The Stairstep Psalms

I am currently reading the weekly Torah portions with little stirring… When I read the musings of my peeps I seek a stirring of the mind, heart and will… but, mainly of the heart…

I’ve been reading again this week in Peter Drucker and he emphasizes over and over that to be effective we must know our strengths and how we operate… How do we learn? How do we communicate? What are we good at?

In the realm of spirituality, as much as I love the intellectual side of things I am fundamentally a creature of the heart (“The heart has it’s reasons that that the reason knows not of.” see Pascal on the heart). It is emotion that moves me…

My mind and will may be the banks and bed of the river… but my heart is the water.

I have been seeking a paradigm shift in my approach to reading Torah… Torah study not as learning but as meeting… communing with the ground of my being… connecting anew… no, remembering- becoming aware again of the connection between the divine sparks at the core of my soul and the ultimate divine spark… A unity that persists regardless of whatever I may think, say or do.

As a side note… I think that this is why there is such emphasis in psalms and proverbs on blamelessness, being just, doing right… Not for some moralistic/ rewards-punishments kind of reason but rather because of potential connectivity issues (as we say in IT language)… G-d in us is inseparably connected to G-d above… but, evil and wrongdoing obscure and cloud the connection functionally… again, functionally, not relationally… G-d is always my mother and father- no matter what I do… but, when my way is blameless… when I am pure in heart I can see G-d and experience Her/ Him in my day to day.

Back to Torah… I can’t understand why so much of the primary spiritual mother’s milk and father’s meat of the peeps (Torah) would focus on ritual, rite and things like how to address lesions and bodily fluid discharges (Leviticus)… Just don’t get the rationale for granting the amount of time and attention to these matters given the very limited real estate that is the 5 books of Moses… I trust that with time this will make more sense to me…

I continue to read as part of my daily study/service Torah along with a psalm a day and a chapter from proverbs… Of late, the proverbs stir me… the psalms rarely do. This has not typically been the case over the past 30+ years.

Today I read the final psalm in the stair step psalms (Psalms 120-134)…

Chapter 134

1. A song of ascents. Behold: Bless the Lord, all you servants of the Lord who stand in the House of the Lord in the nights. 2. Lift up your hands in holiness and bless the Lord. 3. May the Lord, Who makes heaven and earth, bless you from Zion.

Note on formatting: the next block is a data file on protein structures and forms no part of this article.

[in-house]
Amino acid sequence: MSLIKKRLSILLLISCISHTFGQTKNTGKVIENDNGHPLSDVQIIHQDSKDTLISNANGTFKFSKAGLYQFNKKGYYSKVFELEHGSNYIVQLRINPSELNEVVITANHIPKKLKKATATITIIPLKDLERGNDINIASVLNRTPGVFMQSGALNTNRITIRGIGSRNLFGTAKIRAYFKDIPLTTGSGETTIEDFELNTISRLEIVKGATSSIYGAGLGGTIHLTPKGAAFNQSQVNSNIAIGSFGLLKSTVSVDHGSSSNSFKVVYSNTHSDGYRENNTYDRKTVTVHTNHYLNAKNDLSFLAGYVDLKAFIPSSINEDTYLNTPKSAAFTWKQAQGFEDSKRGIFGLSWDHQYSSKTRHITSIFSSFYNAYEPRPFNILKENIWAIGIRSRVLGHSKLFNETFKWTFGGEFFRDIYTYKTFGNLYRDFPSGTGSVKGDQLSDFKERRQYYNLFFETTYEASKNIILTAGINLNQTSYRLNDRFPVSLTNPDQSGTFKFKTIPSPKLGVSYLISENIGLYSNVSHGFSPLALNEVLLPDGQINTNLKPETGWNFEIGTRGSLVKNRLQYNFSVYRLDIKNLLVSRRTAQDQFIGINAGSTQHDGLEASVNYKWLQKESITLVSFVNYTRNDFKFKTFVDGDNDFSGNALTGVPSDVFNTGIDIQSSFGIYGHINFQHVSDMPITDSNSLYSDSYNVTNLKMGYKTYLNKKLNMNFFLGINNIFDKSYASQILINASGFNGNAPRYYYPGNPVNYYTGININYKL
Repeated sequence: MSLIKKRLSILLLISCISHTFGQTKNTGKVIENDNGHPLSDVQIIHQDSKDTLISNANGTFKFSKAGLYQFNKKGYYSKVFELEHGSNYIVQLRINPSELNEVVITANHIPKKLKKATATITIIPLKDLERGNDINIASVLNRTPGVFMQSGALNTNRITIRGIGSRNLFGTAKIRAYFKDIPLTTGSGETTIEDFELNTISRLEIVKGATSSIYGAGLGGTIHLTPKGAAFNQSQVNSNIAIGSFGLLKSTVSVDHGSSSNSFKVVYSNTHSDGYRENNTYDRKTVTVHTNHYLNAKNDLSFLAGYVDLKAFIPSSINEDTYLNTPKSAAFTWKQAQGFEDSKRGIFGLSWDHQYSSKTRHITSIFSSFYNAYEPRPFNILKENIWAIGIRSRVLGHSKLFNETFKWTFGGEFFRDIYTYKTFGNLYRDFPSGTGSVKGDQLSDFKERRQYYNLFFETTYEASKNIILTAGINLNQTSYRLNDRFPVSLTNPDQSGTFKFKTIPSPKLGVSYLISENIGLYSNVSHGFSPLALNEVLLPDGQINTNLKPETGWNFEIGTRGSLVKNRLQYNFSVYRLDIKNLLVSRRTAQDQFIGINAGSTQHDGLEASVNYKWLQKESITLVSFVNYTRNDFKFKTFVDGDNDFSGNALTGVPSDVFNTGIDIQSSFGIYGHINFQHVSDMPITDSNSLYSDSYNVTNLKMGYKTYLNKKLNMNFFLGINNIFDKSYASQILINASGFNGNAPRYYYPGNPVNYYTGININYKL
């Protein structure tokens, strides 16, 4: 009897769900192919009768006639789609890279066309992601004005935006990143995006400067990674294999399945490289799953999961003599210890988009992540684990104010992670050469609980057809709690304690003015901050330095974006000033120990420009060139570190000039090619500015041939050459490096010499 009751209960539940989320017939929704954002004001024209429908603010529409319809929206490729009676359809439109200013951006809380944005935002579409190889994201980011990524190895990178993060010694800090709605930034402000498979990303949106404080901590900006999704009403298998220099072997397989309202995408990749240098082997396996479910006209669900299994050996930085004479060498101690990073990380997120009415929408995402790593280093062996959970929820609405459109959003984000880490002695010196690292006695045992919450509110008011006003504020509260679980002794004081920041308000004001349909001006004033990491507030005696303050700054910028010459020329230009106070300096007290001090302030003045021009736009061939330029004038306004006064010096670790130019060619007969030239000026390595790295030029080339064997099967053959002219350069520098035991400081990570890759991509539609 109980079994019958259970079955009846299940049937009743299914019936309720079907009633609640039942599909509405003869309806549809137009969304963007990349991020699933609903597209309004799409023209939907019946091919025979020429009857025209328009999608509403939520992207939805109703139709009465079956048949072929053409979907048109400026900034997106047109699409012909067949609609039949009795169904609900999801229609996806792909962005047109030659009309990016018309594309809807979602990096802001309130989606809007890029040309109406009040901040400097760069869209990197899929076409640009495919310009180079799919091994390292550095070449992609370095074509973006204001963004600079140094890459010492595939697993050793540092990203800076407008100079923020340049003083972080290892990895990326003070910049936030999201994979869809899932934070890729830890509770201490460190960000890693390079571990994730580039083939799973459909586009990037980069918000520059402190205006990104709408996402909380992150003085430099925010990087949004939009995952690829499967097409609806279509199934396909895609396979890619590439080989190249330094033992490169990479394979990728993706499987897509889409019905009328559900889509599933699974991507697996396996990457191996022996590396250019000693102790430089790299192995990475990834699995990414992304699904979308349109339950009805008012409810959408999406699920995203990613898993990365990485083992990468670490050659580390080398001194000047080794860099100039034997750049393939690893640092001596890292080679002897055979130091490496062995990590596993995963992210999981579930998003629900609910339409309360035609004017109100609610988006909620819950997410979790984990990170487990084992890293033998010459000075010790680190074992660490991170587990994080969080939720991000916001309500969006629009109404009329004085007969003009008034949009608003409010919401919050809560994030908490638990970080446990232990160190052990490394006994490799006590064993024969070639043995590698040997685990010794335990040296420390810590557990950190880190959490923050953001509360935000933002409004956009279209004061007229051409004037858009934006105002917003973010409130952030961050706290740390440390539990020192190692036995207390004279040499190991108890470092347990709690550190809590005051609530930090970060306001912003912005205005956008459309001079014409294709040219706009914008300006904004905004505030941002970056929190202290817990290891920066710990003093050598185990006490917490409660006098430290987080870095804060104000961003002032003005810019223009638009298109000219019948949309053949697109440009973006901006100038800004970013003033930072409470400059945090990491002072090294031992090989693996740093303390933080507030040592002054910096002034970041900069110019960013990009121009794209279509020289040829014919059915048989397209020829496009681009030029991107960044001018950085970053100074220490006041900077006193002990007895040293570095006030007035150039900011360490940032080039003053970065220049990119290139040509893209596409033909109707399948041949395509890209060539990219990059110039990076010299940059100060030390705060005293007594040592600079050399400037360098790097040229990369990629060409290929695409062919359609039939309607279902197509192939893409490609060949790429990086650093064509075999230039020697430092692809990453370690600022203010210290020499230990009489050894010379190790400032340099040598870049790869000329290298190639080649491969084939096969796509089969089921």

Many of the psalms can tend to ramble a bit for me these days (more a Jonathan issue than a psalms issue)… the stair step psalms are like industrial strength psalms… concentrate. Succinct… to the point. I love them… they stir me.

I like to use them as a “template” for a personalized prayer…

Oh Lord, bless you… bless you for all your goodness and faithfulness to me… I am your servant. My heart, mind and will stand at the ready in your house day and night for your call. I lift up my hands asking you to search my heart and expose any fault in me… May my way be pure and right… pleasing to you… in harmony with the natural order of things… the way the universe flows. Maker of all, source and ground of my being… I ask for your blessing on my way, my family, my life work. Lover of my being, may my love for you make real and enveloping that union that has existed since you first knew me…

I will be mulling over the songs of ascents this week… also, re-reading the story of king Hezekiah…

More about The Songs of Degrees (Ascents)

http://www.levendwater.org/companion/append67.html

There is no difference of opinion as to the meaning of the word “degrees”. It means “steps”, but interpretations of the use of the word in this connection manifest a great difference and discordance. Some think these Psalms were so called because they were sung on the fifteen steps of the Temple. But there is no evidence that there were fifteen steps. In Ezekiel’s Temple (Ezek. 40:22, 31) there are to be two flights; one of seven steps in the outer court, and another of eight steps in the inner court. But that Temple is the subject of prophecy, and is still future.